Sometimes loving enough means letting go…
Major league baseball player, Ryan Walker, takes a mandatory leave of absence to escape the paparazzi and the false drug charges against him. All he wants is a little peace of mind out in the middle of nowhere.
Eager to rid herself of the empty socialite life, Frankie Vaughn moves to a rundown home in Minnesota that she inherited from her aunt. But Frankie is shocked at what she discovers inside: three young boys. When Ryan discovers that Frankie, his new neighbor, has taken on the three homeless kids as her own, he has a new hope for humanity.
Despite how easily and lovingly Ryan takes to Frankie and the boys, his past just might be the reason Frankie can't adopt the boys. Now, Ryan must choose between loving them or letting them go. Can he walk away from what he's been looking for all along?
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As he edged near the property line, he caught sight of toned, shapely legs swinging from the branch of a tree. His neighbor was doing pull-ups. On a tree.
“What the hell are you doing?” Ryan said the words to himself, his finger sliding off of the trigger. Frankie hadn’t heard him. Her earbuds’ cord was connected to the iPod strapped to her arm. He repeated his question, louder, and she startled, dropping from the limb she’d been holding. Pulling her earphones out, she smiled and gave a surprised laugh. Lust curled tight in his stomach at the sound. Which pissed him off since he didn’t need more complications in his life.
“Hey. Didn’t see you there, neighbor.”
She wiped the sweat off her brow with the back of her hand. Strands of hair were escaping the ponytail sitting high on her head. She put her hands on her hips, gulping in air, still smiling. His eyes roamed over the tone and definition of her arms. Arms weren’t supposed to be a turn on. They were just something to have wrapped around you. Along with legs. But legs were a turn on. Still, he couldn’t take his eyes off of her arms. They led up to sleek shoulders and a graceful collarbone. When his eyes met hers, she was grinning and he knew he’d been caught looking.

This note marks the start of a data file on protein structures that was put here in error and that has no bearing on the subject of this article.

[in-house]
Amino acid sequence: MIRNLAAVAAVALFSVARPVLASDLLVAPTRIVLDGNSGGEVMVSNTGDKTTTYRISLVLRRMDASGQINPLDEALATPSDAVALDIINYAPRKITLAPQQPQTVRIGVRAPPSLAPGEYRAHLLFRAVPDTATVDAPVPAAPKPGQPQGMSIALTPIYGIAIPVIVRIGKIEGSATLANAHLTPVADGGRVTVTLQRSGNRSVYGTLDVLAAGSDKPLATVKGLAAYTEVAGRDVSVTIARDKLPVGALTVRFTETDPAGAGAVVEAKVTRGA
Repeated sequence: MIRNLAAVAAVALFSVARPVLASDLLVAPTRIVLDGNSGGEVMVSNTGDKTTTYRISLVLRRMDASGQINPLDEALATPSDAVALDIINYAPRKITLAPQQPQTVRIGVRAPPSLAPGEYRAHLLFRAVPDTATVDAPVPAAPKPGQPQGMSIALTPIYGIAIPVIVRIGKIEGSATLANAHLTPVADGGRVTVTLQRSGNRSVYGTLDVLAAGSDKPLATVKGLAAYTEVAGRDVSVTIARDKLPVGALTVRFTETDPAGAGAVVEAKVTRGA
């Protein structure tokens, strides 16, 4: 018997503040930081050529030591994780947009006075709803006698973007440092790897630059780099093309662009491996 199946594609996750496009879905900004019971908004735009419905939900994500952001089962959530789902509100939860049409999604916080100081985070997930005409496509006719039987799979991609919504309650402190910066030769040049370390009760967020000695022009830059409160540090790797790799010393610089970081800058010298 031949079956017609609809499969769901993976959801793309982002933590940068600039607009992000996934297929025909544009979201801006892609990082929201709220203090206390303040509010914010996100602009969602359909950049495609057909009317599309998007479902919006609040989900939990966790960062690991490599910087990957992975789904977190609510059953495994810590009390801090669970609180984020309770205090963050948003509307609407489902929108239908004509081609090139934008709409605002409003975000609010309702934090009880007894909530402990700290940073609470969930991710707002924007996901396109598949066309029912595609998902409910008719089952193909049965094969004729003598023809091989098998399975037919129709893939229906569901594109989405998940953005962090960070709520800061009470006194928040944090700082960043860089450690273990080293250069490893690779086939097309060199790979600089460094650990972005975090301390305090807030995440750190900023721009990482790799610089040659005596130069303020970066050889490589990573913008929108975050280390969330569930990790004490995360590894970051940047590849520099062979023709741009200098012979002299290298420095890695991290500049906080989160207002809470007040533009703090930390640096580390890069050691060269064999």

“You’re doing pull-ups on a goddamn tree?”
“Um, it’s my tree,” she said, looking back and forth between him and the tree. Small as she was, the tree didn’t look like it could hold its own branches, never mind a person’s weight.
“Actually, it’s smack in the middle of our property line. So stay the hell off it and get a pull-up bar.”
She rested a hand on the bark and smiled at him with something like fire flashing in those blue eyes. Her breath was a bit uneven, but firm. “I’ve never shared a tree with anyone. It feels like a big step.”
He bit back a smile. “Funny. This tree needs to be cut down. It’s rotted.” He kicked at the trunk to show her what he meant.
“Don’t kick our tree,” she said, not even trying to hide her smirk.
“It’s not safe.” Jesus. She was hard to be irritated with. Which, oddly, only irritated him more.
“And as much as I appreciate your neighborly concern, Ryan, I can take care of myself. And our tree. See, my home gym isn’t quite set up yet so I’m using what’s available. If you want, we can work out a schedule for tree use.”
There was as much sarcasm in her stance as in her tone. This time, the grin spread before he could stop it.
“You’re a jerk.”
“Yeah. But it’s still not safe. I have an extra pull-up bar in my garage. You put it in the frame of a doorway. I’ll grab it and bring it over,” he said, hoping the gesture served as an apology.
Which he was man enough to admit she deserved from him.
Frankie’s eyes widened and she took a step back, wariness overshadowing her amusement.
“No thanks. I’m not ready for visitors.”
He arched an eyebrow. “I wasn’t planning on coming for tea.”
She gave a rough laugh. “I don’t need anything from you, Ryan. I’ll pick another tree. Or do push-ups.”
She backed away, the unease in her eyes fascinating the hell out of him. She didn’t want him over. And not because he was a jerk. She waved one perfectly shaped arm over her head as she went back to her house.
He turned the weed trimmer back on, purposely turning his body in the other direction. He wasn’t going to stand around and watch her go, even across her yard. He’d never watch a woman leave again. Once was enough.
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